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Thursday, December 12, 2013
Kovalev: 'I want to fight Stevenson'

By Brian Campbell


There's only so much that unbeaten light heavyweight titlist Sergey Kovalev can say about division champion Adonis Stevenson until the two fighters one day (hopefully) meet in the ring.

The anticipated showdown between two of the sport's most devastating punchers seemed like a slam dunk when HBO featured both fighters in showcase bouts on the same Nov. 30 card. It's a fight just about everyone in the boxing world is salivating over, from the fans and promoters to the network.

But that doesn't mean we'll see it right away. Stevenson, 36, who came out of nowhere in 2013 to make a case for fighter of the year consideration, with four knockout wins, is hoping to be handsomely rewarded for his efforts, seeking either more money from HBO or an opportunity for financially friendly options elsewhere.

Kovalev (23-0, 21 KOs), 30, typically deflects most questions about future opponents to the capable hands of promoter Main Events and manager Egis Klimas. But the Russian-born fighter makes no bones about the fact that he wants to stay active, with the goal being four more fights in 2014, including at least one against Stevenson.

"I hope he wants the fight [with] me, but maybe [he wants more] money. Maybe not yet, maybe later," Kovalev told ESPN.com. "Maybe he don't want [to fight] -- I don't know. You need to ask him. But what I'm thinking is that it will be a good fight and a very interesting fight for [boxing] fans.

"I want to fight Stevenson. I'm still waiting."

Kovalev clearly has respect for Stevenson (23-1, 20 KOs) as a fighter, calling him a dangerous puncher with both hands, especially from distance with his left. But he doesn't have the same admiration as others for the quality of Stevenson's biggest wins, including a first-round knockout of lineal champion Chad Dawson in June.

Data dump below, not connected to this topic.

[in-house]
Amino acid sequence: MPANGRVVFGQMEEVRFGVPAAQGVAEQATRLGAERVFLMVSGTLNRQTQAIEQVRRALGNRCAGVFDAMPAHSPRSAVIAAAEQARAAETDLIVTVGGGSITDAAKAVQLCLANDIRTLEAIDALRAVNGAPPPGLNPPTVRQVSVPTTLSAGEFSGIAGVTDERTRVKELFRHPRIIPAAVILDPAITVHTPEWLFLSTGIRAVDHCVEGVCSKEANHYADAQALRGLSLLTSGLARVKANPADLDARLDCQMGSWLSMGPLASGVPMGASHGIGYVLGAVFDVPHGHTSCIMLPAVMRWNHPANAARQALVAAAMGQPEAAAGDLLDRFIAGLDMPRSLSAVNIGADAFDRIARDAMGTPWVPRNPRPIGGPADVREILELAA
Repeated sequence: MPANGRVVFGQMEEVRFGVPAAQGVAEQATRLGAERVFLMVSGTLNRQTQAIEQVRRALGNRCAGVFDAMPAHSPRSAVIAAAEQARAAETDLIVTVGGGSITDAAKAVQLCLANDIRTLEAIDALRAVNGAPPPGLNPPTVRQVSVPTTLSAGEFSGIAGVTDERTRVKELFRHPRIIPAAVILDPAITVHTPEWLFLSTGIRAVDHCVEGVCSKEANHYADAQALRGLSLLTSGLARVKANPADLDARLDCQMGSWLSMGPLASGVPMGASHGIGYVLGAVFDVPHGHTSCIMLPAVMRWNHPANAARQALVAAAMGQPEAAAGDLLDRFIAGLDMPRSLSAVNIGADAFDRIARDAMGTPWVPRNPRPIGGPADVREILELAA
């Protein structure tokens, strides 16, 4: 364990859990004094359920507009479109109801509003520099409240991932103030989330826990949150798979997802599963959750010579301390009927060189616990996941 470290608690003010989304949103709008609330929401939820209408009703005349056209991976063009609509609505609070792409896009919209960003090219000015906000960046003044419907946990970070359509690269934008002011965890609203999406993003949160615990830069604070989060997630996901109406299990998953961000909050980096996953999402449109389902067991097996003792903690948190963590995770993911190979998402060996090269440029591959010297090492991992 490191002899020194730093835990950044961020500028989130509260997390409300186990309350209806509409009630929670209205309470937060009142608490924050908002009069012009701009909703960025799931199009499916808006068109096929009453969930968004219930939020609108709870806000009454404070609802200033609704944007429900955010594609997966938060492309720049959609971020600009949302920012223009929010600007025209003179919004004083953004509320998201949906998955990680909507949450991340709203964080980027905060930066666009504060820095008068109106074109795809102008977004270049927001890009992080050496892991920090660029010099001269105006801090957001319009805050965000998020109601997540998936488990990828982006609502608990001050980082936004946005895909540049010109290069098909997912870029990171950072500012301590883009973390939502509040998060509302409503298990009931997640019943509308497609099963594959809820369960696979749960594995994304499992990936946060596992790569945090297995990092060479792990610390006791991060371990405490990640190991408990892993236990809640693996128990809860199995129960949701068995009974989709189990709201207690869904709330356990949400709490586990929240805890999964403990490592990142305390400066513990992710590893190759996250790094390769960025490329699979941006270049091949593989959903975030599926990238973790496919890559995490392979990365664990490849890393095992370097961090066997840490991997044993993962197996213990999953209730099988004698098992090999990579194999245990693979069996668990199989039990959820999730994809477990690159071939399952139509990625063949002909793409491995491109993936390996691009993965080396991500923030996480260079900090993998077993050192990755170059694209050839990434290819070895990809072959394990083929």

"You know, when I saw Chad Dawson go into the ring, I understood that he will lose because he [had] not recovered after he fought Andre Ward," said Kovalev, in reference to Ward's knockout of a weight-drained Dawson in September 2012. "[It was] the same look Mike Alvarado had against [Ruslan] Provodnikov. Alvarado already [went] into the ring [looking] like he is going to die. [Meanwhile,] Provodnikov just went into it. Alvarado had lost already before the fight."

Kovalev isn't necessarily speaking from a place of bravado or trash talk, although he did his fair share of the latter when provoked in his recent knockout of Ismayl Sillakh. He comes across as simply an honest fighter sharing his thoughts, which continued when he was asked about Stevenson's one-sided drubbing of Tavoris Cloud in September.

"Tavoris Cloud, he's a dangerous fighter, but he can only punch," Kovalev said. "If you will be boxing with him in the ring, you saw what [Cloud] can do. It was same fight like against [Gabriel] Campillo. He's only like a bull, like a fighter. There's no boxing. [Cloud] is ready for one punch and only that. At least that is my opinion."

Kovalev's notion that Stevenson's biggest wins need to be put into perspective isn't a great stretch considering both Dawson and Cloud were one fight removed from devastating losses against top-end fighters when Stevenson picked them off. Still, Stevenson did look spectacular in those wins -- both of which, it deserves to be mentioned, were bigger than any on Kovalev's résumé.

The timing for the light heavyweight showdown couldn't be any more perfect than now, with the slugger Kovalev having come into his own as a boxer through six fights with trainer and former two-division titlist John David Jackson.

"It's like [Jackson] is polishing a diamond," Kovalev said. "He is making me into a diamond and polishing out the little mistakes. He has improved my skills. He is keeping [me prepared] with hard work for any fight."

Kovalev, and just about everyone else in boxing, is hoping "any fight" turns out to be one with Stevenson. But does the fighter who instills fear in the hearts of opponents carry his own misgivings about the possibility of seeing such a must-see bout potentially marinate for too long?

"Maybe, you know? Maybe," Kovalev said. "But if he is not crazy and I am not crazy, this fight will [happen]."

Unfortunately for the rest of us, crazier things have happened.